- Any company owned exclusively and controlled by one or more family members; and
- Any SEC registered investment adviser that provides investment advice and identifies investment opportunities to the family office, invests in these opportunities on substantially the same terms, but does not invest in other funds advised by the family office, and whose assets as to which the family office directly or indirectly provides investment advice represents, in the aggregate, not more than five percent of the value of the total assets as to which the family office provides investment advice.
Importantly, any grandfathered family office would still be deemed an investment adviser for purposes of the anti-fraud provisions of the Advisers Act.
Implications of Being Excluded from the Exclusion — SEC Investment Adviser Regulation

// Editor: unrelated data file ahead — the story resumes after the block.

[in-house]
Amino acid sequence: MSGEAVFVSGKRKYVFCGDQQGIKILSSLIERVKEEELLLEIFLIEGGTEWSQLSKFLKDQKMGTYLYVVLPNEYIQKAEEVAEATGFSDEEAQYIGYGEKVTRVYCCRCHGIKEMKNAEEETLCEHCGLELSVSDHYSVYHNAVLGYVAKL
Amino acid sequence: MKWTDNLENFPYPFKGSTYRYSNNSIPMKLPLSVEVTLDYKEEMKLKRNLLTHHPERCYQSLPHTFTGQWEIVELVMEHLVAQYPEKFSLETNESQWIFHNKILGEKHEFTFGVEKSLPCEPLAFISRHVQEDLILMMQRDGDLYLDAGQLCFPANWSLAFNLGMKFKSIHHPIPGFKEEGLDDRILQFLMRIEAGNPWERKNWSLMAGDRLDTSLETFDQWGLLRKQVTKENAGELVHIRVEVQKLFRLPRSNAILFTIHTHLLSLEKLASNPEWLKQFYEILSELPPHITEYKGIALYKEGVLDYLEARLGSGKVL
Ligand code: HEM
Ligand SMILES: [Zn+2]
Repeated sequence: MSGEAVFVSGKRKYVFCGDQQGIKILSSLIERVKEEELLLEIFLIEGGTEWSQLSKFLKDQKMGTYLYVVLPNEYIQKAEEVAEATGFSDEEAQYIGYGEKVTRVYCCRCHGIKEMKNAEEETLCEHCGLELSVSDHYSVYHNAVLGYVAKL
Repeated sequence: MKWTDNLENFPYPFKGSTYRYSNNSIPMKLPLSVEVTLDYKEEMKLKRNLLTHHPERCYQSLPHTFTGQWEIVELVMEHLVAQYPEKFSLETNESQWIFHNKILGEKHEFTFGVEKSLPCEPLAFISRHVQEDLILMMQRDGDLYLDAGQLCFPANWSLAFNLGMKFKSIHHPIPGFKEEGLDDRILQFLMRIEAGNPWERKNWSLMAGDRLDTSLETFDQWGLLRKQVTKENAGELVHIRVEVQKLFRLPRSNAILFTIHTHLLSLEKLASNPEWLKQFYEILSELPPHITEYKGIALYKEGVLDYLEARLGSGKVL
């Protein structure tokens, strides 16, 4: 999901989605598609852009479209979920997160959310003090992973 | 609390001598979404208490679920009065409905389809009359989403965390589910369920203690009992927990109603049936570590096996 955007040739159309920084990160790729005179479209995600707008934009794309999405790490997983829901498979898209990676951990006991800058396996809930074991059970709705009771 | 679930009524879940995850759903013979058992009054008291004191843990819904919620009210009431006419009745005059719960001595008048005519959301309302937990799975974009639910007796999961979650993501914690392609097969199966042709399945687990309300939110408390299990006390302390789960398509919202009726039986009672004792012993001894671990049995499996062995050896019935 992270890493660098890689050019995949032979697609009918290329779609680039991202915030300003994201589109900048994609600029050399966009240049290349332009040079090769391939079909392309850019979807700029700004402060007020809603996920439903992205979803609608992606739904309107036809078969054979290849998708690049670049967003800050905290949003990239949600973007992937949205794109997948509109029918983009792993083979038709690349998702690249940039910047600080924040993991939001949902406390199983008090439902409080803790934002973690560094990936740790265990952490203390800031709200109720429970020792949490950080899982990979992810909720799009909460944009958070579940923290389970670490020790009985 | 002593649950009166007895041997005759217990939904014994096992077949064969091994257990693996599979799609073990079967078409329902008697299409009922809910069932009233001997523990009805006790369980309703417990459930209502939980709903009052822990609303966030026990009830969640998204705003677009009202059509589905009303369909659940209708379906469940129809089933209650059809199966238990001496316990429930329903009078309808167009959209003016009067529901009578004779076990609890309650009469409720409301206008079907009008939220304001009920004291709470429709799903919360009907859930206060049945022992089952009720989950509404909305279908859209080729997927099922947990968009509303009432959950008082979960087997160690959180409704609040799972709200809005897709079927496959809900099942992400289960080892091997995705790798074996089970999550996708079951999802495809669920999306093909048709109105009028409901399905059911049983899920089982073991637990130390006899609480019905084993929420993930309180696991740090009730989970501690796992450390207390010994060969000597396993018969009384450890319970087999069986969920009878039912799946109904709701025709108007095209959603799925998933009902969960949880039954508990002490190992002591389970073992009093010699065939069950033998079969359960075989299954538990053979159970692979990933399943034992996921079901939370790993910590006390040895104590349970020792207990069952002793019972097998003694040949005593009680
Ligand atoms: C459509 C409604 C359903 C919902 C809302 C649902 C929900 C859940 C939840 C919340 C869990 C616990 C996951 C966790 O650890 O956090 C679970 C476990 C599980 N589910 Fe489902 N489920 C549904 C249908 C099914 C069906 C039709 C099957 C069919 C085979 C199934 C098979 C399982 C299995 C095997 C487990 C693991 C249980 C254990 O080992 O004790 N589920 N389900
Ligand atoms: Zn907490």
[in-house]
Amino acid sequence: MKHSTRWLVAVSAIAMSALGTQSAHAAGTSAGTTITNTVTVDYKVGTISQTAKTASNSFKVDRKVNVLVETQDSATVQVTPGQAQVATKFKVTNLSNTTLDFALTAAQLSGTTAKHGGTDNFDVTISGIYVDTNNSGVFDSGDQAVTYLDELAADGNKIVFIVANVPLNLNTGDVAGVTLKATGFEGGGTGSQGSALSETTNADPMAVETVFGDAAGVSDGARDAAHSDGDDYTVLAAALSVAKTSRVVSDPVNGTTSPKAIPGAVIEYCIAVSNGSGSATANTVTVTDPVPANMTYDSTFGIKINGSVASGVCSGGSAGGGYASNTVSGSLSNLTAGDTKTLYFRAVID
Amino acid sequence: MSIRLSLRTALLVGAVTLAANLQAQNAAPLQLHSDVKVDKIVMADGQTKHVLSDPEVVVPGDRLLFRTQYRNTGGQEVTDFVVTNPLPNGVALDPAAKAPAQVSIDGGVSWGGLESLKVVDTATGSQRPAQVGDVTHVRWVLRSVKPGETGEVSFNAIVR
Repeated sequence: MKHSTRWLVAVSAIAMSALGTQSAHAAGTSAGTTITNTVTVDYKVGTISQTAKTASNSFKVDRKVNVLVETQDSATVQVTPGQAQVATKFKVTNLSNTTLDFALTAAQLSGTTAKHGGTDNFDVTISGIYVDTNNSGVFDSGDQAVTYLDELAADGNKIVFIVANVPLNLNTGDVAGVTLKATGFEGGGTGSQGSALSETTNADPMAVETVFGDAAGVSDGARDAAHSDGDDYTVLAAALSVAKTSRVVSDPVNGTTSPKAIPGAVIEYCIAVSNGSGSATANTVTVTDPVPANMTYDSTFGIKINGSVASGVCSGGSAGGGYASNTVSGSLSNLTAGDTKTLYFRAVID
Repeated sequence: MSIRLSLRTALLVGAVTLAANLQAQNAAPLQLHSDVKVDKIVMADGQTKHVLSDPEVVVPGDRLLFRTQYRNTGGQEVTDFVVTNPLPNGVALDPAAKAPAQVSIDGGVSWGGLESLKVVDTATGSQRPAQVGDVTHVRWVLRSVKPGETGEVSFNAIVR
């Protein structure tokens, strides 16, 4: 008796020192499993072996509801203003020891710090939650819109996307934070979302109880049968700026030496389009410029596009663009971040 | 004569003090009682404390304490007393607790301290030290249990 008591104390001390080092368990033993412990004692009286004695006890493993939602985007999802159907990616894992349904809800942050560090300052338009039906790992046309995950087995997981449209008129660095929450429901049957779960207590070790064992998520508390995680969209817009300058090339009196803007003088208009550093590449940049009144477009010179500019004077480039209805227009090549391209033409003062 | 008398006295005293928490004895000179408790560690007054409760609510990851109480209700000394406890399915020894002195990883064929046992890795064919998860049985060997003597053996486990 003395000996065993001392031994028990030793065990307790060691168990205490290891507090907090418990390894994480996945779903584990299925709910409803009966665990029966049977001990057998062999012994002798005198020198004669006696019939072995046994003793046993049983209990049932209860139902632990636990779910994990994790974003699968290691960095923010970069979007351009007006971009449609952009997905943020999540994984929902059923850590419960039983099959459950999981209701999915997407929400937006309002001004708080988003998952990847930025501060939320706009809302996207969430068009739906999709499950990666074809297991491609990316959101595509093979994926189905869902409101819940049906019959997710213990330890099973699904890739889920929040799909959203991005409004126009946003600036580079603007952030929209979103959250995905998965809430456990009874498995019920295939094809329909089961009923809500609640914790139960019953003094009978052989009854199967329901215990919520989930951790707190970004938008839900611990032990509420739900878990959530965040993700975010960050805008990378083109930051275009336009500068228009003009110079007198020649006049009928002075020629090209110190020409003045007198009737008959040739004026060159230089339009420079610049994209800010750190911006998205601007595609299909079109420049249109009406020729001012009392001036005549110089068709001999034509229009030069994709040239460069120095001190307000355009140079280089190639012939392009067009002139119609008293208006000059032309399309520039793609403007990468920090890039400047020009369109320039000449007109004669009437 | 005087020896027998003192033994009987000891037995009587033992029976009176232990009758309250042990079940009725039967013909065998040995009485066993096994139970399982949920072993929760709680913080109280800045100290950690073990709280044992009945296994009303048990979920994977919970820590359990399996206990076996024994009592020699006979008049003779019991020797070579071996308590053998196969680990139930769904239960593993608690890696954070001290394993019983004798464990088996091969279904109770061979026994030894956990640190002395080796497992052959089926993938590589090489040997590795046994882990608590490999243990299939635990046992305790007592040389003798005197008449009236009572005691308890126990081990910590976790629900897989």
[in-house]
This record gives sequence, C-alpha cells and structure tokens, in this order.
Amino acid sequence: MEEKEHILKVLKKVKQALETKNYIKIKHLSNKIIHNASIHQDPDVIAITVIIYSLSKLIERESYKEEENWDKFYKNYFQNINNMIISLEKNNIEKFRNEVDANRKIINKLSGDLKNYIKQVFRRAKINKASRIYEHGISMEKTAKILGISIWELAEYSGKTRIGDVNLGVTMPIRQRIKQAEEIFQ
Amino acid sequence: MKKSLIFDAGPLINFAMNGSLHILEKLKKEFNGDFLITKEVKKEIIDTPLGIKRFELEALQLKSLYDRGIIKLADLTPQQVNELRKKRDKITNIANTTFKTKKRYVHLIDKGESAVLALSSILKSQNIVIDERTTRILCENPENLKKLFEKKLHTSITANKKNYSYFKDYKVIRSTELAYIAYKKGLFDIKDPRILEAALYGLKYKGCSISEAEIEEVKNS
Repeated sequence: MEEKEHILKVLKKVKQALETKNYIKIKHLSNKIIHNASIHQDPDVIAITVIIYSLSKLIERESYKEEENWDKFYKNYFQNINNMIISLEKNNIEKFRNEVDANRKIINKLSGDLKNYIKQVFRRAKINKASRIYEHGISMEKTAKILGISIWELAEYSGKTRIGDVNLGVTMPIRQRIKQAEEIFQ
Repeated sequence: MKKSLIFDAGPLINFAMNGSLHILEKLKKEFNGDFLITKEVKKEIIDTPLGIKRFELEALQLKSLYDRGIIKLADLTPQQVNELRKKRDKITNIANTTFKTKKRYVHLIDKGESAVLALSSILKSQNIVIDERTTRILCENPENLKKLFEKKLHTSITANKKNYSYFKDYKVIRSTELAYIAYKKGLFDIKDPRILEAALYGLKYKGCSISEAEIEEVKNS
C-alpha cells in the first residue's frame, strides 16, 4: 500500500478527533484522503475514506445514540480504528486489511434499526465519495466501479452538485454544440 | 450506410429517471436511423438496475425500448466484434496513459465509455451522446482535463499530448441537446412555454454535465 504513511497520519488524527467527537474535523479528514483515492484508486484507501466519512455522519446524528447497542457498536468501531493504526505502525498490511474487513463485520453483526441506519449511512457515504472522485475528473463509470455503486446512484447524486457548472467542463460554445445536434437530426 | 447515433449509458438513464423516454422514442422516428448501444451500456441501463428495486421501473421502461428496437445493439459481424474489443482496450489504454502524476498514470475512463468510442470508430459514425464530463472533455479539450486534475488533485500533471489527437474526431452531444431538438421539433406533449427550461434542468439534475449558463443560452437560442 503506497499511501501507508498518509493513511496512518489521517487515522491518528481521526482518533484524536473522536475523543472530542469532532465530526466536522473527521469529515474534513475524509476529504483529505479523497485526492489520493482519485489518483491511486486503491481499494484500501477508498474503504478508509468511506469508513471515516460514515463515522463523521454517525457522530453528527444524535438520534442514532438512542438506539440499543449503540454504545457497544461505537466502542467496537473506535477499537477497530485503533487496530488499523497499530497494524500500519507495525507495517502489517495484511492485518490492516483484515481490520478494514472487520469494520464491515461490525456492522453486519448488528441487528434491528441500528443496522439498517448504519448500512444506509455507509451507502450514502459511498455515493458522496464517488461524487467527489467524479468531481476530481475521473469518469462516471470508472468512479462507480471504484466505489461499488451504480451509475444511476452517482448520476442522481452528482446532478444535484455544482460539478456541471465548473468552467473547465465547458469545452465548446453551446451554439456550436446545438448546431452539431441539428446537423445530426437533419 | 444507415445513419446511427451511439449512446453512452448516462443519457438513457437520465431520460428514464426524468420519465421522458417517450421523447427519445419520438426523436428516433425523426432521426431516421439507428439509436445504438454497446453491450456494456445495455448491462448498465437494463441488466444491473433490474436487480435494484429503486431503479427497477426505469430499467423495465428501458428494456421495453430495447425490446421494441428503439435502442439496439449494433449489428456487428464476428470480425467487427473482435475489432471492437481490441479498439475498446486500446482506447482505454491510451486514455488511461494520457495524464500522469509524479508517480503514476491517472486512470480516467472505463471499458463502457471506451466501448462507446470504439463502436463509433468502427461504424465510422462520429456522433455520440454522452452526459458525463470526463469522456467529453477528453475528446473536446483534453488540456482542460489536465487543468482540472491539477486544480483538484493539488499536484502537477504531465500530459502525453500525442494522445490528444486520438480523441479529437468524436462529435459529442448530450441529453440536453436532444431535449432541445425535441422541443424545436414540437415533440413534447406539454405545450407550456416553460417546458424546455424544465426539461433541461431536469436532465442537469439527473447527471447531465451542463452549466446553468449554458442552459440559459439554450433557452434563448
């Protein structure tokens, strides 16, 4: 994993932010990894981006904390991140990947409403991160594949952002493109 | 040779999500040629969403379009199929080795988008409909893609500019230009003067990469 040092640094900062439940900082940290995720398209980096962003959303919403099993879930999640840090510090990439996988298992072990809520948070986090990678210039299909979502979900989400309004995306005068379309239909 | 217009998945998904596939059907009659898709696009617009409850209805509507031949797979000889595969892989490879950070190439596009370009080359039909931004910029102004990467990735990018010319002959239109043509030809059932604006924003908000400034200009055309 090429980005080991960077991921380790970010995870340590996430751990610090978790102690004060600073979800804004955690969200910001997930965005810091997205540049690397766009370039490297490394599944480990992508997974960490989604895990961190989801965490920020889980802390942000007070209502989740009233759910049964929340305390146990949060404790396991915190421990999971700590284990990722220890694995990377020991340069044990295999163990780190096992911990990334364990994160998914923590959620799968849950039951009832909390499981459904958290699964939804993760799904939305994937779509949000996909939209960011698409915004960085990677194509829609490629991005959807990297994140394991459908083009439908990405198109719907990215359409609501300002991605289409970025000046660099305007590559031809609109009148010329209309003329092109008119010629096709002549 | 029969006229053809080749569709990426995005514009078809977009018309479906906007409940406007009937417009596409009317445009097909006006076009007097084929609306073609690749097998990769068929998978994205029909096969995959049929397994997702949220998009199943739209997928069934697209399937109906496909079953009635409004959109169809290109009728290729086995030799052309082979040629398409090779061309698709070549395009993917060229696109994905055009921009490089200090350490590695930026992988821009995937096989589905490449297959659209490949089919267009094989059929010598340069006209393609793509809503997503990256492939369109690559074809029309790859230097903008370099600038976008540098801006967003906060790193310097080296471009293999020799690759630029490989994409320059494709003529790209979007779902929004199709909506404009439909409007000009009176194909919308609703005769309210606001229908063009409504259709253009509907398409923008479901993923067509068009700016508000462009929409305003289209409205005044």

Every family office that must register with the SEC as an investment adviser must file a Form ADV, which has two parts. Part 1 requires disclosure of the adviser's education, business, disciplinary history and ownership — for family offices, this includes public disclosure of the type of the family client and the amount of family assets under management. Part 2, which was recently amended, requires disclosure of the adviser's services, fees, and investment strategies. Many assume the process for SEC registration begins with filing Form ADV with the SEC. Indeed, Form ADV is the application for investment adviser registration, but is better characterized as the culmination of the registration process. The real work comes before Form ADV is filed-- the adviser must adopt and implement written policies and procedures reasonably designed to prevent violations of the Advisers Act and its rules. Advisers must also designate a chief compliance officer to be responsible for administering the compliance program. The chief compliance officer must be a "supervised person" of the adviser with knowledge of the Advisers Act, competence in establishing and maintaining a compliance program, and empowerment to compel others to adhere to the compliance program.